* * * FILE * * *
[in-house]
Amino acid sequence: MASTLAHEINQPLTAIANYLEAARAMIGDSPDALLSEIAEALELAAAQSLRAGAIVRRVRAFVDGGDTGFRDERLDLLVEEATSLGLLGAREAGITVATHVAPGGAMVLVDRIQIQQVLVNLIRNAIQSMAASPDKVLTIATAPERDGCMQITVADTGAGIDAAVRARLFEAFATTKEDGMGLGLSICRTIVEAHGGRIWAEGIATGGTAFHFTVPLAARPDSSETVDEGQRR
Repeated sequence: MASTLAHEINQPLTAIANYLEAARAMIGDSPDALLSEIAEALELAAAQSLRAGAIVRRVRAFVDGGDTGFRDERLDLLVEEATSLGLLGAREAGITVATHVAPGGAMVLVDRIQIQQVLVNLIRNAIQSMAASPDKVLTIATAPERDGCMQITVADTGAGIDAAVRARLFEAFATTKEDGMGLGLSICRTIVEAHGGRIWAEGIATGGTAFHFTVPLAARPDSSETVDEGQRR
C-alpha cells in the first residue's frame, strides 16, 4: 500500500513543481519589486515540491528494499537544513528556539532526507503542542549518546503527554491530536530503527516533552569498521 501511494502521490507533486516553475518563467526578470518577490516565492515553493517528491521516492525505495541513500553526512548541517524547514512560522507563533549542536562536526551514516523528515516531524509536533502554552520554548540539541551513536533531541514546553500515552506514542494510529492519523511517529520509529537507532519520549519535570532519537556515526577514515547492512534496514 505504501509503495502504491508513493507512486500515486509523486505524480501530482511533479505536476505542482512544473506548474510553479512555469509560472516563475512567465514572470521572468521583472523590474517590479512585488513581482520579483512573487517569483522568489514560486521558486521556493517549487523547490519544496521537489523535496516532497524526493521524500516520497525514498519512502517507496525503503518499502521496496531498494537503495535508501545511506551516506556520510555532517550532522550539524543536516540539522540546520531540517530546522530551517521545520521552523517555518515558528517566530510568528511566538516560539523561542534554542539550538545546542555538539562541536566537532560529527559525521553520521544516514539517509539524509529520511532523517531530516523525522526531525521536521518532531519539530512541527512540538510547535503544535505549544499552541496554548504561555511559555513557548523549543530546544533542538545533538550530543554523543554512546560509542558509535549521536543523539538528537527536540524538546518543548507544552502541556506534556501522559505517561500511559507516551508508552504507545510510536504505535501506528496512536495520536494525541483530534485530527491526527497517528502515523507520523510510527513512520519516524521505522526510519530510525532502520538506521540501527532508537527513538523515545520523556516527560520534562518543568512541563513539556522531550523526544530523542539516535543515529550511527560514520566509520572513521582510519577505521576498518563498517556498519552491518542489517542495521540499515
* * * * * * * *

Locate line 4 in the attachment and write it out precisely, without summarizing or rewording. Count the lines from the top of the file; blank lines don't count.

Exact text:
C-alpha cells in the first residue's frame, strides 16, 4: 500500500513543481519589486515540491528494499537544513528556539532526507503542542549518546503527554491530536530503527516533552569498521 501511494502521490507533486516553475518563467526578470518577490516565492515553493517528491521516492525505495541513500553526512548541517524547514512560522507563533549542536562536526551514516523528515516531524509536533502554552520554548540539541551513536533531541514546553500515552506514542494510529492519523511517529520509529537507532519520549519535570532519537556515526577514515547492512534496514 505504501509503495502504491508513493507512486500515486509523486505524480501530482511533479505536476505542482512544473506548474510553479512555469509560472516563475512567465514572470521572468521583472523590474517590479512585488513581482520579483512573487517569483522568489514560486521558486521556493517549487523547490519544496521537489523535496516532497524526493521524500516520497525514498519512502517507496525503503518499502521496496531498494537503495535508501545511506551516506556520510555532517550532522550539524543536516540539522540546520531540517530546522530551517521545520521552523517555518515558528517566530510568528511566538516560539523561542534554542539550538545546542555538539562541536566537532560529527559525521553520521544516514539517509539524509529520511532523517531530516523525522526531525521536521518532531519539530512541527512540538510547535503544535505549544499552541496554548504561555511559555513557548523549543530546544533542538545533538550530543554523543554512546560509542558509535549521536543523539538528537527536540524538546518543548507544552502541556506534556501522559505517561500511559507516551508508552504507545510510536504505535501506528496512536495520536494525541483530534485530527491526527497517528502515523507520523510510527513512520519516524521505522526510519530510525532502520538506521540501527532508537527513538523515545520523556516527560520534562518543568512541563513539556522531550523526544530523542539516535543515529550511527560514520566509520572513521582510519577505521576498518563498517556498519552491518542489517542495521540499515